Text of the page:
Here are two apps that make buying a used car less painful
According to the creator of the Vinny app for the Apple iPhone, Alexander Kiss, "Dealers really prey on consumers." The app shows an estimated wholesale price for a car based on previous transactions, and the condition, mileage and age of the car. Having this information in hand can help you save money when negotiating with a used car dealer. Kiss says, "For example, if a dealer has a $10,000 sticker price on the car, we can show you that the wholesale price on that car is $8,000 and that there's some negotiating room." In addition, the free app also includes prices from the Kelly Blue Book and other sources including similar cars sold on eBay.
Another app, Snafu Scan, also provides the wholesale price of used cars, accurate to $100-$300. Unlike the Vinny app, this app will require you to lay out some money with a $9.99 30-day subscription. Besides wholesale prices, Snafu Scan will enlighten you on tricks that dealers use to cover faulty air conditioners or head gaskets. Unlike Vinny, Snafu Scan is also available from the Google Play Store.
source: Vinny, SnafuScan via Reuters
1. Nathan_ingx (Posts: 3135; Member since: 07 Mar 2012)
Boy! What the world has gotten into.
Next thing you know, an app is going to decide which food is good for you, which day you shouldn't walk out of your home or which type of girl a man should be seeing.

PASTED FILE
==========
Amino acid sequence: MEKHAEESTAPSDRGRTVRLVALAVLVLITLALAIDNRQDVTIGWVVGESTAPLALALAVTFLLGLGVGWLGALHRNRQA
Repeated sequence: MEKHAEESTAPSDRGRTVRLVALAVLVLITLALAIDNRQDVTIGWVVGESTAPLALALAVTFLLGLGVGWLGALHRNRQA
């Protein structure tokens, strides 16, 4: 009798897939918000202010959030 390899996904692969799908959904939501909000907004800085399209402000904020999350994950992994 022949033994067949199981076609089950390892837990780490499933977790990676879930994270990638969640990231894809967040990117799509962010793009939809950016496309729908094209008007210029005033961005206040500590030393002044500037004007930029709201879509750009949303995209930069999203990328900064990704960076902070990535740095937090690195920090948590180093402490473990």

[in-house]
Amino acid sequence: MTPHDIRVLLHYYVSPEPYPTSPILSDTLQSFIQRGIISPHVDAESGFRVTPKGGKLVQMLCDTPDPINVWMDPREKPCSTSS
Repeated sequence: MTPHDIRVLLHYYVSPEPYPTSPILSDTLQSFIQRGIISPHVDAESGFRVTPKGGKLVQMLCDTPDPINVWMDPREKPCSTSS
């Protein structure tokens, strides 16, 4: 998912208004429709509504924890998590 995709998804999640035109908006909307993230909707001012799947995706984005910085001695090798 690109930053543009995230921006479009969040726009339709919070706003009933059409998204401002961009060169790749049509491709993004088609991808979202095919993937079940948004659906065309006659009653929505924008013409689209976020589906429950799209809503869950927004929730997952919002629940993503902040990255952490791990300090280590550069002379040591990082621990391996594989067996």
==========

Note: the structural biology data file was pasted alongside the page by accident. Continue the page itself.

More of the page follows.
Humans are getting ridiculously app dependent.
2. Landline (Posts: 6; Member since: 02 Sep 2012)
those are all decisions, this doesnt make decisions for you, it just supports you with the facts you would want before making such a large purchase. if fact dependency is something you try to personally avoid, that's totally cool.
3. FerneyZan (Posts: 97; Member since: 21 Jul 2010)
I have seen plenty of apps that this already and more.. In fact, apps like KBB it self is enough to give you a good idea about what you are purchasing..
4. 14545 (Posts: 1254; Member since: 22 Nov 2011)
A, prey insinuates that the consumer has helpless to getting taken advantage of when buying a used car. B, articles like this are what get you referred to as "iphonearena". C, If consumers are not smart enough to go and look at what kbb says before rushing out and signing on the dotted line, then they deserve to get duped for 14%. You can't fix stupid people.